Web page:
At this point in 2017, the drink every time there is bad Uber news game has jumped from fun to lethal. Following a report over the weekend that the company had been secretly tagging iPhones until Apple stepped in and forced them to stop, Monday didn’t bring much better news. A group of former Lyft drivers announced they are suing Uber over its alleged use of a program that secretly tracked them in an attempt to give their own drivers a competitive edge.
The software program, first reported on earlier this month by the Information, was used between 2014 and 2016 and known internally as “Hell.” Using Hell, Uber could allegedly see where Lyft drivers were and how many of them were in a given area. (Lyft drivers are tagged internally with a numeric code, which Uber reportedly figured out how to exploit for its own ends.) Hell could also track fares and which drivers were using both Uber and Lyft. That last bit helped Uber figure out which drivers it needed to incentivize to get them to drive for its platform exclusively. “We are in a competitive industry. However, if true, these allegations are very concerning,” Lyft told the Information regarding the report.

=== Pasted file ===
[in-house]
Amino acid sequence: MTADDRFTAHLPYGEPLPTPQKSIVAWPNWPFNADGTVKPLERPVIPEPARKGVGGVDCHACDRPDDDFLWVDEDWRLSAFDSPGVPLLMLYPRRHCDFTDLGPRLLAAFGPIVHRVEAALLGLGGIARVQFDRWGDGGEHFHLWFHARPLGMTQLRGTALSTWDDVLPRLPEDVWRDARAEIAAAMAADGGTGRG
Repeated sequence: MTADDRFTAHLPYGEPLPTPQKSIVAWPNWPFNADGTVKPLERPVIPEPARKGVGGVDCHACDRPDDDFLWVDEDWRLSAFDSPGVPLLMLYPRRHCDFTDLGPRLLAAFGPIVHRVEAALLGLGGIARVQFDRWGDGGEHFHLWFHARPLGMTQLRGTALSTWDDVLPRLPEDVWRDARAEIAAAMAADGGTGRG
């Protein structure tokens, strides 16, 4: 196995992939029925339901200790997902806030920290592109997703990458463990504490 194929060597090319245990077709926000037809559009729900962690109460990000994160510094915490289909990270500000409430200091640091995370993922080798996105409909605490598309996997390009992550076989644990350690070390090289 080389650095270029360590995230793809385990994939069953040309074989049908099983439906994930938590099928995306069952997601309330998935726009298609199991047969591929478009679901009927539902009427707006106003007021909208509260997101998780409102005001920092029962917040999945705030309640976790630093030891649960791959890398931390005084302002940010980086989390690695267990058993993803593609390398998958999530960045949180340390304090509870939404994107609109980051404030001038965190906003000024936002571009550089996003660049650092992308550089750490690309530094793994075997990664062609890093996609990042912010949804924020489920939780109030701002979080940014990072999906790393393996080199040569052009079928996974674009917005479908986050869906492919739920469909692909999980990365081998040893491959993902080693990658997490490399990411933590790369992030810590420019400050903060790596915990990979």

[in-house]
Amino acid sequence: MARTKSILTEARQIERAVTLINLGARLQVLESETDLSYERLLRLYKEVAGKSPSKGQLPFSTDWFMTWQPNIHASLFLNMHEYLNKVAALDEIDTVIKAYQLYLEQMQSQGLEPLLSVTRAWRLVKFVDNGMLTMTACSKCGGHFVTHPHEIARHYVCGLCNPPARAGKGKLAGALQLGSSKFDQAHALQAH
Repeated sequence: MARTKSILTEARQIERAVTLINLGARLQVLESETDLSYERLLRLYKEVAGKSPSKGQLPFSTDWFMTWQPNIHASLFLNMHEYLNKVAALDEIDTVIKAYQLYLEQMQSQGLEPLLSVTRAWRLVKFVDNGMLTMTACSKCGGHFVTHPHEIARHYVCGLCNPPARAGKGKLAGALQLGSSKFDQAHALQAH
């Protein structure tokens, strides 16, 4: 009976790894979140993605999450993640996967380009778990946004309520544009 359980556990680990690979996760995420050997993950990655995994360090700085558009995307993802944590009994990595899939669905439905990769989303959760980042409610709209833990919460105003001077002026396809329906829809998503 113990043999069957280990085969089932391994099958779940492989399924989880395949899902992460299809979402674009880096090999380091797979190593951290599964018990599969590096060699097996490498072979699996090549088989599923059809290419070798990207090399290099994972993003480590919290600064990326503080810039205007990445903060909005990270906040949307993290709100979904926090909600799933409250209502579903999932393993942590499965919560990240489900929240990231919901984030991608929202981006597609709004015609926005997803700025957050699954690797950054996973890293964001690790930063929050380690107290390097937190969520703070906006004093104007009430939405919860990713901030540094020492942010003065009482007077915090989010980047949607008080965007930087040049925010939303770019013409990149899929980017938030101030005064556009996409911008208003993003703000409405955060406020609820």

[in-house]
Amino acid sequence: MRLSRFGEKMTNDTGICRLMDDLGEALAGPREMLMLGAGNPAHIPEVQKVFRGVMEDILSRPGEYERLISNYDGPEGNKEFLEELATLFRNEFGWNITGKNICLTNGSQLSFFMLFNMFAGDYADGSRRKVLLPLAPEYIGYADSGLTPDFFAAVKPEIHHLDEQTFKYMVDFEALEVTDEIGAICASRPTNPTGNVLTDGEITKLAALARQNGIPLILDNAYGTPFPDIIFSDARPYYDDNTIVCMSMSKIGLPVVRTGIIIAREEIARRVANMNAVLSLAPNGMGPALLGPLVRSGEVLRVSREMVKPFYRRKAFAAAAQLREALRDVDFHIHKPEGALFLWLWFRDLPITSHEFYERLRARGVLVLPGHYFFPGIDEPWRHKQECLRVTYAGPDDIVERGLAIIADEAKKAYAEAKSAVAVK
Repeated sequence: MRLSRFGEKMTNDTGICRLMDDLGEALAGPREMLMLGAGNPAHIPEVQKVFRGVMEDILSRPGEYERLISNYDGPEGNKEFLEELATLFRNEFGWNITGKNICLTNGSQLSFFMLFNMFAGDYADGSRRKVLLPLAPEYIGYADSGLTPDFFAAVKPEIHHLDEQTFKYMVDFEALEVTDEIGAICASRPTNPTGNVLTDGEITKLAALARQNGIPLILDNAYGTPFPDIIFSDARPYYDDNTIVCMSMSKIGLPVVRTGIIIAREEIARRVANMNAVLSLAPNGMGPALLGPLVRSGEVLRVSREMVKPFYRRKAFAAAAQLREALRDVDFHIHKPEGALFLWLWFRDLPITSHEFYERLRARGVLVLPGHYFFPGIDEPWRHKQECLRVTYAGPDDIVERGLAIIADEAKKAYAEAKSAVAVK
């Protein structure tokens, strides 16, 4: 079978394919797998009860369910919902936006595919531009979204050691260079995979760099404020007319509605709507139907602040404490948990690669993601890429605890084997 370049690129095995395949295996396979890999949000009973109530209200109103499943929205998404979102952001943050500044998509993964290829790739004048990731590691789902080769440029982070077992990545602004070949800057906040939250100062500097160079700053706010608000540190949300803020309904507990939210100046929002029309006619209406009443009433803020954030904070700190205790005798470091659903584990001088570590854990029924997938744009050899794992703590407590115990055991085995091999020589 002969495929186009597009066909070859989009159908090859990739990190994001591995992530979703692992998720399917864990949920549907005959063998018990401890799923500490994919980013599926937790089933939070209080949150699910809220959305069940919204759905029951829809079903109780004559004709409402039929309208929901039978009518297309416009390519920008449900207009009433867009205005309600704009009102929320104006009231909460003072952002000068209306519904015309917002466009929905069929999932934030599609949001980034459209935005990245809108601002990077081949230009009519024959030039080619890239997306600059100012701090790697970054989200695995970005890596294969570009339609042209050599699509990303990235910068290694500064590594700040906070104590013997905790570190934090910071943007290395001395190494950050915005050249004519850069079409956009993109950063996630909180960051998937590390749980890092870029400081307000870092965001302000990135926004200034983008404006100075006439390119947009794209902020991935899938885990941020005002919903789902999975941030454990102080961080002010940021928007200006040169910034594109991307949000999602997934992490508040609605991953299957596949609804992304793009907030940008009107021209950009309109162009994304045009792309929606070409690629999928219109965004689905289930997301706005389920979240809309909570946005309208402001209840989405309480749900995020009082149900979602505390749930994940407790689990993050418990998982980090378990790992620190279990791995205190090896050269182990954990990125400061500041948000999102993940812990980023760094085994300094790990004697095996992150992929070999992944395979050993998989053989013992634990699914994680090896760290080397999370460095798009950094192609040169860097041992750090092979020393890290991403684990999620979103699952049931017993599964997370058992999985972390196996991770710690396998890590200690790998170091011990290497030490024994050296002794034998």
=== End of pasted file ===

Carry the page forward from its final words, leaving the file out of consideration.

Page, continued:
The new class-action lawsuit was filed in California by former Lyft driver Michael Gonzales. Gonzales worked for Lyft for two years, from 2012 to 2014, a period in which he feels his earnings could have been compromised by Uber’s Hell program. The suit cites complaints on four counts, including a potential breach of the Electronic Communications Privacy Act. “Uber has never publicly acknowledged the use of its Hell spyware but did not deny its existence when asked to respond to news reports,” the suit filing notes.